Radio advertising salespeople serve two masters: their radio stations and their advertising clients. A salesperson's paycheck is written on the radio station's bank account. But the station's account depends entirely on the dollars that come from its advertising clients.
Who, ultimately, is the salesperson's "boss?"
I’ve pondered this relationship for many, many years—the interlocking, occasionally conflicting relationship between “making goal” (putting the station’s needs first) and “serving the customer” (putting the client’s needs first).
It's too simplistic to say that these are (or should be) one-and-the-same. They’re not.
How should the salesperson serve his two masters, station and client? Each has his own priorities and objectives, his own self-interests.
We can bring the two objectives into closer alignment (though never perfectly) by investing in our salespeople, e.g., offering training in the arts of advertising, copywriting, and related marketing skills—and not just sales training, important as it may be—and then by empowering and encouraging them to evaluate, objectively, whether a particular schedule, campaign, or package is truly in the client’s best interest.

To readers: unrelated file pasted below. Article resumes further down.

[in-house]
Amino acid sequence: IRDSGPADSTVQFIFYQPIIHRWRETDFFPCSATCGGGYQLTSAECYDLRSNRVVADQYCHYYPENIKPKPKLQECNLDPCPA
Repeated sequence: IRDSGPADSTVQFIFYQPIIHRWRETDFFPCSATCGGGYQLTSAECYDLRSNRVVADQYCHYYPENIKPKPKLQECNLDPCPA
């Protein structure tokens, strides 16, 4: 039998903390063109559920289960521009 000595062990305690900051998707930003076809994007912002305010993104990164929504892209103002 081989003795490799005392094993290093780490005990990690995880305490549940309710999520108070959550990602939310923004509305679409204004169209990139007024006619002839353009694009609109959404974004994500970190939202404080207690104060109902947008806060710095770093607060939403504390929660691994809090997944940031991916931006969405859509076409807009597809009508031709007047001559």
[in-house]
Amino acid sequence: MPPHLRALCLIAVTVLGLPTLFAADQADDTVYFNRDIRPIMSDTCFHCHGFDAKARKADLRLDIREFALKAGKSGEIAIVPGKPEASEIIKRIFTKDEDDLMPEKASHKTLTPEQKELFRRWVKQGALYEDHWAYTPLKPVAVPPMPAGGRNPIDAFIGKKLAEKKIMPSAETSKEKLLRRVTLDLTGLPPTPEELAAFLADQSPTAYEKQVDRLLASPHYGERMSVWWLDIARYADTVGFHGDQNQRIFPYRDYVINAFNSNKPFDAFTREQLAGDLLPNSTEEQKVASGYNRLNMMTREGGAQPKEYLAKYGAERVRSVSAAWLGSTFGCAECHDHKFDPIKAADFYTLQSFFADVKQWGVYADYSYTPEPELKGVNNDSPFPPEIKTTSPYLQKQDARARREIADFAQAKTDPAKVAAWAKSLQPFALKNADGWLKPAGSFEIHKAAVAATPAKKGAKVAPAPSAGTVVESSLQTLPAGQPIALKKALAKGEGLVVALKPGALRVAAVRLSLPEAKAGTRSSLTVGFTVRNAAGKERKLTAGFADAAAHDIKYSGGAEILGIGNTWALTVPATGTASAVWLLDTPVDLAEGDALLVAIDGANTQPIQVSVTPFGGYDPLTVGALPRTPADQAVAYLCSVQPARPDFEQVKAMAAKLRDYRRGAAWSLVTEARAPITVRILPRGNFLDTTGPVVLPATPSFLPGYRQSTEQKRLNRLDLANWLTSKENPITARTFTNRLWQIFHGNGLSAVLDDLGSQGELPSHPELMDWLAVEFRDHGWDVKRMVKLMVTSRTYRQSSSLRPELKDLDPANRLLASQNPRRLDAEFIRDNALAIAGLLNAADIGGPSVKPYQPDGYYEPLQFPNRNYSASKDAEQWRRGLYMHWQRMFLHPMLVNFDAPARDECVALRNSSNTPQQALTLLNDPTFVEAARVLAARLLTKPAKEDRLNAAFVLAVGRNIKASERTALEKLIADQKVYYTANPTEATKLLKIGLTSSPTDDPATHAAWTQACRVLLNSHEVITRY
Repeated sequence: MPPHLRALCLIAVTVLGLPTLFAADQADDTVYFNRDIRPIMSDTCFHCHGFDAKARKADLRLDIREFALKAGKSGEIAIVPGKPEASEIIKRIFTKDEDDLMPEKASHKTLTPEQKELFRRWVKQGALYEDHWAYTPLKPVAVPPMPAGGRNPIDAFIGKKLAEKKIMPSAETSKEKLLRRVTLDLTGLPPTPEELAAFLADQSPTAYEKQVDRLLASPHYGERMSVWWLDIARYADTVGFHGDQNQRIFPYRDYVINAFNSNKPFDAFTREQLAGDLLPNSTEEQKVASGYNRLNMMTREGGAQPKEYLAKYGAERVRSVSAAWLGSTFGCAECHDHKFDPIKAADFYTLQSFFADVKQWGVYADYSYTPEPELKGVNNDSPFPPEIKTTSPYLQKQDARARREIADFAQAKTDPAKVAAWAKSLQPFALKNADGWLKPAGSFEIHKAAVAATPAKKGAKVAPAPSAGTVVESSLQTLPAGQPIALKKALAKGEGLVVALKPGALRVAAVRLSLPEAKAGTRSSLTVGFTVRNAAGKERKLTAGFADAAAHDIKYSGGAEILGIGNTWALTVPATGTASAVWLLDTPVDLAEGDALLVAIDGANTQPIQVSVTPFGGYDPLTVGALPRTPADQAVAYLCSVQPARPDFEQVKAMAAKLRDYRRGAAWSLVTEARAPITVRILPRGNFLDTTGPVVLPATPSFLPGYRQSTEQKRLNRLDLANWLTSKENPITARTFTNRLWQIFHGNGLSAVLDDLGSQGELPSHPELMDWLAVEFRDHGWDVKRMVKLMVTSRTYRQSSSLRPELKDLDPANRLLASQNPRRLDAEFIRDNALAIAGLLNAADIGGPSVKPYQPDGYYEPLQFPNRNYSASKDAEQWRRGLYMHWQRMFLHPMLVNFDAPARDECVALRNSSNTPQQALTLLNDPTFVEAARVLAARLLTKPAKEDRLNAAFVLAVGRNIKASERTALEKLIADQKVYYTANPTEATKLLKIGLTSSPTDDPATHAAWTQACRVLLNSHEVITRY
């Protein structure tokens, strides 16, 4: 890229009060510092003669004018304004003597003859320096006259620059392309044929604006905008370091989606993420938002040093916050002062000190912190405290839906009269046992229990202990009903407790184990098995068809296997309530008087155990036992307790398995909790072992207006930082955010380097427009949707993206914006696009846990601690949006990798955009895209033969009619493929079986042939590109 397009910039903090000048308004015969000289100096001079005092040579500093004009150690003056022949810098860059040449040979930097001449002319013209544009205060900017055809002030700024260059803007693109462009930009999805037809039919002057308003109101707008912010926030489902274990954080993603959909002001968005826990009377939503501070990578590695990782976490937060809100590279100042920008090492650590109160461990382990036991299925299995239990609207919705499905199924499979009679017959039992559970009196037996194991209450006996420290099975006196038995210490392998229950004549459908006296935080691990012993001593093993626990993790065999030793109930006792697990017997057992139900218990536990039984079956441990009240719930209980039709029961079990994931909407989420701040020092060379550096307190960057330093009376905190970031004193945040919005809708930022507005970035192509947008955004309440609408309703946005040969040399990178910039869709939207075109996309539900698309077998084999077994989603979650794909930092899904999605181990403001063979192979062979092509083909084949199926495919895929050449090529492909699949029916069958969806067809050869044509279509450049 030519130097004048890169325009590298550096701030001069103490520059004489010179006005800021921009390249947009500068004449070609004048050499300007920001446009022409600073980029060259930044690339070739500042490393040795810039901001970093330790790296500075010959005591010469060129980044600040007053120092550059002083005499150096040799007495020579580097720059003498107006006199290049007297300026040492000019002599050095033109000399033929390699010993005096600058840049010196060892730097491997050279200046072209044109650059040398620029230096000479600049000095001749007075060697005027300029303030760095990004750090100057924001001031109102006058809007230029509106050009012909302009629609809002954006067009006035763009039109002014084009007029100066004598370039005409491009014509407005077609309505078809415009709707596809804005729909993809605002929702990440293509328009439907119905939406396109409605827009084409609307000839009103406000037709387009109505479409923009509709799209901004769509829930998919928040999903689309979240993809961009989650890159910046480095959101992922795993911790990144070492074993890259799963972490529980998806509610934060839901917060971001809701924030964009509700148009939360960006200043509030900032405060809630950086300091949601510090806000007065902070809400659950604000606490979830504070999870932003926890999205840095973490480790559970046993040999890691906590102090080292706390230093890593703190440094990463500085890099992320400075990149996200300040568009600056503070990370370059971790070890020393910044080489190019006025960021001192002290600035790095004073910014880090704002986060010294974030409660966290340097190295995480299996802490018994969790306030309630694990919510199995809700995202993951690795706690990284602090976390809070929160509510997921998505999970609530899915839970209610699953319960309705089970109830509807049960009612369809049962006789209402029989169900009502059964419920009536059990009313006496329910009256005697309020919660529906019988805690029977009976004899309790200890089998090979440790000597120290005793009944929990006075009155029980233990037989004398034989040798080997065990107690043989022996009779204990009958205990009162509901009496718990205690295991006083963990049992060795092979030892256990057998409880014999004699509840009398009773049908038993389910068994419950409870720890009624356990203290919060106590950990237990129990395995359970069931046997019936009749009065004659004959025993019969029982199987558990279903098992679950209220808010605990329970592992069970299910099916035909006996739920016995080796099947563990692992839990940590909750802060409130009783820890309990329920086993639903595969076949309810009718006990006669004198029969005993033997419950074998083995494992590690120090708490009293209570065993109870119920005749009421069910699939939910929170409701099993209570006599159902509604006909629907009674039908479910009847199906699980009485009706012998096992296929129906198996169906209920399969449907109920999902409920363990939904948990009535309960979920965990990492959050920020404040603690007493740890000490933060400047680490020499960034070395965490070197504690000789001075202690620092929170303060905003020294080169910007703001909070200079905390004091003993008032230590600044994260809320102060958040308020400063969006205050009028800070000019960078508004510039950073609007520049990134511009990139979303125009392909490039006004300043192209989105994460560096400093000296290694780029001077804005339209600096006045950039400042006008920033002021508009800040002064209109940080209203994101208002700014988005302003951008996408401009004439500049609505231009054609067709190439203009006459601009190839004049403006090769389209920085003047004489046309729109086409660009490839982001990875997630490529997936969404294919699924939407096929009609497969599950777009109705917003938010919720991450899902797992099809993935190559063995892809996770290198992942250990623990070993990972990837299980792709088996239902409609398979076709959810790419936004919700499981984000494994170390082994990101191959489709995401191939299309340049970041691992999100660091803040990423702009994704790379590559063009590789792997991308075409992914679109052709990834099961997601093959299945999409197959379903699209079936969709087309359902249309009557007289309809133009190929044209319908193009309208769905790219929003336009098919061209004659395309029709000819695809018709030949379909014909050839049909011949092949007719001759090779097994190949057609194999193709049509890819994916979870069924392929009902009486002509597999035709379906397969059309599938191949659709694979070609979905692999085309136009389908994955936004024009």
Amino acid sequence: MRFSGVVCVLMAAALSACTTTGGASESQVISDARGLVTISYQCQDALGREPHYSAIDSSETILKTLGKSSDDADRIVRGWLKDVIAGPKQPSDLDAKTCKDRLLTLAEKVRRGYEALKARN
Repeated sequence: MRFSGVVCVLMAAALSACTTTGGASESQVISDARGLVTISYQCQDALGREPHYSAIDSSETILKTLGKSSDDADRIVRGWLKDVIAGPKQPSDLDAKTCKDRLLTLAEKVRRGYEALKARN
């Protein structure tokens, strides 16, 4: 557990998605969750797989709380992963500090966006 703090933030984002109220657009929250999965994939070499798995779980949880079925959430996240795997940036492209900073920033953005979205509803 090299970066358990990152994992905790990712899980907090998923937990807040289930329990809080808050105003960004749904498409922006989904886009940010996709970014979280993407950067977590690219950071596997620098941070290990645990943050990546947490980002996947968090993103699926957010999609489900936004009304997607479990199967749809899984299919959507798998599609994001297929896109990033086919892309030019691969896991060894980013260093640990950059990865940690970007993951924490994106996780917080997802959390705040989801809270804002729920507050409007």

Short-term, budget-driven thinking tends in too many cases to see the client only as a means to an end. (There is the flip-side, of course, where a client sees the radio station as just another vendor, and his radio ads as a commodity, nothing more.)
Taking the longer view—and this has been my experience, especially in the second half of a career spanning nearly forty years—giving the client the benefit of the doubt and choosing his interests over the station’s when there’s a conflict, is a surer way to cultivate durable, longstanding relationships built on trust, respect, and honesty—a foundation far more likely in the long run to benefit the station as well.